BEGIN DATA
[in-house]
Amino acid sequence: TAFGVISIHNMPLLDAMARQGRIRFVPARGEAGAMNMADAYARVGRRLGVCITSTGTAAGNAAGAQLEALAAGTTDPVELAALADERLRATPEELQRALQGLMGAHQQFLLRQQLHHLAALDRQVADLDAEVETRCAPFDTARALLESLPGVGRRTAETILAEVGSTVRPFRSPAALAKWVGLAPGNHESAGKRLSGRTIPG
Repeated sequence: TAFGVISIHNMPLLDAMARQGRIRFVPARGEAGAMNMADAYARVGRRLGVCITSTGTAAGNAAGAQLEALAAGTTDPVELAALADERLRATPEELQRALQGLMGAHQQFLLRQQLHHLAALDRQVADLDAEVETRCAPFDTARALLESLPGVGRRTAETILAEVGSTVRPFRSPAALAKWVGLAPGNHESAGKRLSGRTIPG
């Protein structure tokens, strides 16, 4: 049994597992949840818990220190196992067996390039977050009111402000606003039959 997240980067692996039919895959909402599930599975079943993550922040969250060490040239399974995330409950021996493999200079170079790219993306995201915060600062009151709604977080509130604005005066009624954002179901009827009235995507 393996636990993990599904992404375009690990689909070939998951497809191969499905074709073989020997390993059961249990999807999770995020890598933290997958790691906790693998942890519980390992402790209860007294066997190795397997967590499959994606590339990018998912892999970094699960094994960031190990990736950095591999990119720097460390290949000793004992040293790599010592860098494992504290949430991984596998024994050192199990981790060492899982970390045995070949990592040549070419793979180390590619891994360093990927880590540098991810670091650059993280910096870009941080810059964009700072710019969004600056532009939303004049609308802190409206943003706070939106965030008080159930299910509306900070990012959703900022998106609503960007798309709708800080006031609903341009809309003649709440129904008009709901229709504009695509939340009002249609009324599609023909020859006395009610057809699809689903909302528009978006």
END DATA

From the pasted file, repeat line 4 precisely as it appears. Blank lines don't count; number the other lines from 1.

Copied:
């Protein structure tokens, strides 16, 4: 049994597992949840818990220190196992067996390039977050009111402000606003039959 997240980067692996039919895959909402599930599975079943993550922040969250060490040239399974995330409950021996493999200079170079790219993306995201915060600062009151709604977080509130604005005066009624954002179901009827009235995507 393996636990993990599904992404375009690990689909070939998951497809191969499905074709073989020997390993059961249990999807999770995020890598933290997958790691906790693998942890519980390992402790209860007294066997190795397997967590499959994606590339990018998912892999970094699960094994960031190990990736950095591999990119720097460390290949000793004992040293790599010592860098494992504290949430991984596998024994050192199990981790060492899982970390045995070949990592040549070419793979180390590619891994360093990927880590540098991810670091650059993280910096870009941080810059964009700072710019969004600056532009939303004049609308802190409206943003706070939106965030008080159930299910509306900070990012959703900022998106609503960007798309709708800080006031609903341009809309003649709440129904008009709901229709504009695509939340009002249609009324599609023909020859006395009610057809699809689903909302528009978006």